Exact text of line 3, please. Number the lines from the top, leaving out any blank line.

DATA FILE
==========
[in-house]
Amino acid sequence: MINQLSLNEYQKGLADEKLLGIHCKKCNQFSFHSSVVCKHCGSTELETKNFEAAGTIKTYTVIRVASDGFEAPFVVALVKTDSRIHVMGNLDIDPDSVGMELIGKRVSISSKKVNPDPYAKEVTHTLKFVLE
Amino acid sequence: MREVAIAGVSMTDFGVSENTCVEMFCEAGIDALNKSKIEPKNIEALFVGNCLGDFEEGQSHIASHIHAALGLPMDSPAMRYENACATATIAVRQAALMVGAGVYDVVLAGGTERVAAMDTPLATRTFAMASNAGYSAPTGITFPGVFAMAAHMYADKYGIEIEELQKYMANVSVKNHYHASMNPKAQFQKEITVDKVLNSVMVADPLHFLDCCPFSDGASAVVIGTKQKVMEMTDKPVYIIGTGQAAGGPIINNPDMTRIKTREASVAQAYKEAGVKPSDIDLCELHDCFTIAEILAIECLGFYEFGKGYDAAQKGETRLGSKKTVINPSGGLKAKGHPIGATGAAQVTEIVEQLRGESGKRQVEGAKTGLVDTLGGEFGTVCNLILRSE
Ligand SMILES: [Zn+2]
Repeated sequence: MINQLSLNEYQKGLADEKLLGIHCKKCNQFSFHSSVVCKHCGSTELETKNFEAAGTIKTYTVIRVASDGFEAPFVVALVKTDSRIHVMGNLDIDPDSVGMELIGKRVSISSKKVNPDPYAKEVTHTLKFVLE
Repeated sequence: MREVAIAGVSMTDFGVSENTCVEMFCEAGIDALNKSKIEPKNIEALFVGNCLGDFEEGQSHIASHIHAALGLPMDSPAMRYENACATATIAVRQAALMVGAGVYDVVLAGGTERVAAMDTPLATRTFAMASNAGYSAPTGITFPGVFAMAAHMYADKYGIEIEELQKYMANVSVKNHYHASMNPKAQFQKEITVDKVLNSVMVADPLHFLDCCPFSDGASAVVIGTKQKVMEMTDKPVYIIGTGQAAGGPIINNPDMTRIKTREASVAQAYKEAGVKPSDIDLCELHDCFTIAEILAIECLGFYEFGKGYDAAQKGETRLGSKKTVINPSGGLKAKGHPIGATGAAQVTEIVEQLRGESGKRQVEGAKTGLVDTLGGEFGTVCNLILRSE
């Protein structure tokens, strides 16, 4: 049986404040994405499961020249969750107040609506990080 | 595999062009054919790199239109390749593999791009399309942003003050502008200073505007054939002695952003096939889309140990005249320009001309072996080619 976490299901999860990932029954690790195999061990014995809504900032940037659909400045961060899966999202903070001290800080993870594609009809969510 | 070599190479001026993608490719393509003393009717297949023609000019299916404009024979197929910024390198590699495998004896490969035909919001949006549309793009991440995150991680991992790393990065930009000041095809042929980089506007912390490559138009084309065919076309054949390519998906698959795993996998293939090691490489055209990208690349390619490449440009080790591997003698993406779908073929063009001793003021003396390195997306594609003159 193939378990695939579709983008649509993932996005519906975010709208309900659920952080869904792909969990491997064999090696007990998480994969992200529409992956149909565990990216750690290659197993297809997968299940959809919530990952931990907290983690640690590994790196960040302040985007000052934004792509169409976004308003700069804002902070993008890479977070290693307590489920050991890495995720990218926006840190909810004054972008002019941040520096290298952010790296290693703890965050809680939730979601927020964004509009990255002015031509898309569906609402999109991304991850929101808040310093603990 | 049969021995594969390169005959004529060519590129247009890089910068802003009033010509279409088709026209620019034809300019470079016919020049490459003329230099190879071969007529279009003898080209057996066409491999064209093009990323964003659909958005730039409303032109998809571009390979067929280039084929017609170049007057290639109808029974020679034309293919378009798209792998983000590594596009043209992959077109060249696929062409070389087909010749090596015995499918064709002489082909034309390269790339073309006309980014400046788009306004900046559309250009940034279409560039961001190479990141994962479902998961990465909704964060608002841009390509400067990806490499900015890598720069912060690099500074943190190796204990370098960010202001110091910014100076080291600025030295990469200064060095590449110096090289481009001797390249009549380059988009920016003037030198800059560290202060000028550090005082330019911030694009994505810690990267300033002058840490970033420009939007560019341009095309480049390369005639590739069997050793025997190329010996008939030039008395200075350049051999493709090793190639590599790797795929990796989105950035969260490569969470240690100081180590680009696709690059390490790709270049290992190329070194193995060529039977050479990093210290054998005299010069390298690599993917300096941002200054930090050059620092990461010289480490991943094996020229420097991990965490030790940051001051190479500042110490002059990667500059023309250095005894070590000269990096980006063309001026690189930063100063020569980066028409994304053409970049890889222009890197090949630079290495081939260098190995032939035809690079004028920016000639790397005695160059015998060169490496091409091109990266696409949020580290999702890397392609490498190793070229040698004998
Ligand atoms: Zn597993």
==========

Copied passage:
Amino acid sequence: MREVAIAGVSMTDFGVSENTCVEMFCEAGIDALNKSKIEPKNIEALFVGNCLGDFEEGQSHIASHIHAALGLPMDSPAMRYENACATATIAVRQAALMVGAGVYDVVLAGGTERVAAMDTPLATRTFAMASNAGYSAPTGITFPGVFAMAAHMYADKYGIEIEELQKYMANVSVKNHYHASMNPKAQFQKEITVDKVLNSVMVADPLHFLDCCPFSDGASAVVIGTKQKVMEMTDKPVYIIGTGQAAGGPIINNPDMTRIKTREASVAQAYKEAGVKPSDIDLCELHDCFTIAEILAIECLGFYEFGKGYDAAQKGETRLGSKKTVINPSGGLKAKGHPIGATGAAQVTEIVEQLRGESGKRQVEGAKTGLVDTLGGEFGTVCNLILRSE